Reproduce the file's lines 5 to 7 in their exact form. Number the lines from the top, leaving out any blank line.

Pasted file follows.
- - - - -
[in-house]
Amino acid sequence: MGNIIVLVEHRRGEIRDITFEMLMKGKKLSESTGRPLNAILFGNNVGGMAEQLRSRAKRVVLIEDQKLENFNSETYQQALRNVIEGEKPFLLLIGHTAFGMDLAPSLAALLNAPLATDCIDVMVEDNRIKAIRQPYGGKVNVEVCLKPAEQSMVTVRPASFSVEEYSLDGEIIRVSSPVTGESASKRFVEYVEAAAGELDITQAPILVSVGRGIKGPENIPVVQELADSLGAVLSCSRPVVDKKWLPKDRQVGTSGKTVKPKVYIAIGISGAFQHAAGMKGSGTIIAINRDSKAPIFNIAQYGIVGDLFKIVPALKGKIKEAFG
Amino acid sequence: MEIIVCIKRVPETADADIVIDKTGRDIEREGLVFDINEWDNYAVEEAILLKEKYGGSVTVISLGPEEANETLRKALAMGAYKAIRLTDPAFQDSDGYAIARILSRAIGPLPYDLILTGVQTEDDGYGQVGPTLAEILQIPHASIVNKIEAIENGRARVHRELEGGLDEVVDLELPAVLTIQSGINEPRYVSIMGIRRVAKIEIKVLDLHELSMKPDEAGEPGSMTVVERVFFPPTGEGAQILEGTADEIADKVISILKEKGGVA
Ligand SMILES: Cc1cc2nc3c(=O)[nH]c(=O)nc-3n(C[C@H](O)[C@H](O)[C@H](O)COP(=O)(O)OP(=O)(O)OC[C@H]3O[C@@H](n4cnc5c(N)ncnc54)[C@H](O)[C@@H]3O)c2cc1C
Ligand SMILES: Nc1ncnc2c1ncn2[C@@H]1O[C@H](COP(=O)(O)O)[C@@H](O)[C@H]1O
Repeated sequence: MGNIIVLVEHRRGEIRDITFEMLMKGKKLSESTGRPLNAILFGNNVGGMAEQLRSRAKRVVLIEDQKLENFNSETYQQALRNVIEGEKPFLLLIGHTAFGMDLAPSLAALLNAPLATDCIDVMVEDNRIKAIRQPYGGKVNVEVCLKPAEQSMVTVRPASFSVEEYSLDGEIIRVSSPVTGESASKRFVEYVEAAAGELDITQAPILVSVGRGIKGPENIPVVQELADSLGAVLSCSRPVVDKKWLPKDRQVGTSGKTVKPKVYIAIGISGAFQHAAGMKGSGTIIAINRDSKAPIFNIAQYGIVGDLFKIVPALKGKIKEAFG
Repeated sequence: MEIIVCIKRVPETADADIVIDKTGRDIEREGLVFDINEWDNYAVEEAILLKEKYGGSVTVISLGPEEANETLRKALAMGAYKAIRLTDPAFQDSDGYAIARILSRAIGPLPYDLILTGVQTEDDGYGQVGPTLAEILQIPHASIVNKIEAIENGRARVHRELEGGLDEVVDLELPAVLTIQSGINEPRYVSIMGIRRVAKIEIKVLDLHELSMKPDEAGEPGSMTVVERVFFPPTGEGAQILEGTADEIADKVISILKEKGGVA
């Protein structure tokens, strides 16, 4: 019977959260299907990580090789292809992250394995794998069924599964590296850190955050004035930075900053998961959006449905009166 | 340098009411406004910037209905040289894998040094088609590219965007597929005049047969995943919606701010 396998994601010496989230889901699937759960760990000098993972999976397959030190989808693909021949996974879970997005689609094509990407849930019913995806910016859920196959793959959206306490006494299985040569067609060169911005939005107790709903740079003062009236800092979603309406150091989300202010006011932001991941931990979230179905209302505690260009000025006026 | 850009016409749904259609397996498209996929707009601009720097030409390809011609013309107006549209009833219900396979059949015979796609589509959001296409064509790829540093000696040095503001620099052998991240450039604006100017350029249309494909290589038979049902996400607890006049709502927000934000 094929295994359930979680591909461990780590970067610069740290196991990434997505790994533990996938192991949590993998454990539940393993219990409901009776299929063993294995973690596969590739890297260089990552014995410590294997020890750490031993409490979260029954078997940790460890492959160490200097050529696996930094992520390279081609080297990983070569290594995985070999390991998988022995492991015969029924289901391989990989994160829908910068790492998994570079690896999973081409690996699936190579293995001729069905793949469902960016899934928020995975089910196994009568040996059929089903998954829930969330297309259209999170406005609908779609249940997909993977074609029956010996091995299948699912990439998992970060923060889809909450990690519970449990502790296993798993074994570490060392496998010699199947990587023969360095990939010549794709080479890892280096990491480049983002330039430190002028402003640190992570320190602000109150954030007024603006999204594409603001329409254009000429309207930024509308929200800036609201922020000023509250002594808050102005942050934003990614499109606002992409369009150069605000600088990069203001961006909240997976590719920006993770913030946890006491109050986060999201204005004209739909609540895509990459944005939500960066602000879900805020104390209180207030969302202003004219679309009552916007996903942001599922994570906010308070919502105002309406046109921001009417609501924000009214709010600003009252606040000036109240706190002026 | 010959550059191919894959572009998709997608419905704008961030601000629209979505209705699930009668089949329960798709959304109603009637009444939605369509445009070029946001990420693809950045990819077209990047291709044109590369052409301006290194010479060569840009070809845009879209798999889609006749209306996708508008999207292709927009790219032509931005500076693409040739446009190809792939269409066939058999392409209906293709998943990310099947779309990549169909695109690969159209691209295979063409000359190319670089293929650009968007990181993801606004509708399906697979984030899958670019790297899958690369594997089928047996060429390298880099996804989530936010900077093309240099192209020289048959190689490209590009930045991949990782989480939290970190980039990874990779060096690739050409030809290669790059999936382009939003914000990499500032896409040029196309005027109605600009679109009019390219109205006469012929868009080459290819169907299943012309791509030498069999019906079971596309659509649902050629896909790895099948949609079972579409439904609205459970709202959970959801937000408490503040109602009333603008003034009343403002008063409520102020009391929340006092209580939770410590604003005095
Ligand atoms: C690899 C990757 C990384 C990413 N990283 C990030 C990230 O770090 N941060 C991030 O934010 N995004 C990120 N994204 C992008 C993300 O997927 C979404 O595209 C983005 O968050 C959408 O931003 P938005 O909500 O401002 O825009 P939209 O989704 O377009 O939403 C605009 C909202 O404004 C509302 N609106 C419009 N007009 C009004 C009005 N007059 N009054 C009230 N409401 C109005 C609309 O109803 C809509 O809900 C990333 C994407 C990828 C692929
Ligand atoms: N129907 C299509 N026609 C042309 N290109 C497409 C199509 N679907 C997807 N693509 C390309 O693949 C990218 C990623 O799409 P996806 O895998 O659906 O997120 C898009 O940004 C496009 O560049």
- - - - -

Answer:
Ligand SMILES: Nc1ncnc2c1ncn2[C@@H]1O[C@H](COP(=O)(O)O)[C@@H](O)[C@H]1O
Repeated sequence: MGNIIVLVEHRRGEIRDITFEMLMKGKKLSESTGRPLNAILFGNNVGGMAEQLRSRAKRVVLIEDQKLENFNSETYQQALRNVIEGEKPFLLLIGHTAFGMDLAPSLAALLNAPLATDCIDVMVEDNRIKAIRQPYGGKVNVEVCLKPAEQSMVTVRPASFSVEEYSLDGEIIRVSSPVTGESASKRFVEYVEAAAGELDITQAPILVSVGRGIKGPENIPVVQELADSLGAVLSCSRPVVDKKWLPKDRQVGTSGKTVKPKVYIAIGISGAFQHAAGMKGSGTIIAINRDSKAPIFNIAQYGIVGDLFKIVPALKGKIKEAFG
Repeated sequence: MEIIVCIKRVPETADADIVIDKTGRDIEREGLVFDINEWDNYAVEEAILLKEKYGGSVTVISLGPEEANETLRKALAMGAYKAIRLTDPAFQDSDGYAIARILSRAIGPLPYDLILTGVQTEDDGYGQVGPTLAEILQIPHASIVNKIEAIENGRARVHRELEGGLDEVVDLELPAVLTIQSGINEPRYVSIMGIRRVAKIEIKVLDLHELSMKPDEAGEPGSMTVVERVFFPPTGEGAQILEGTADEIADKVISILKEKGGVA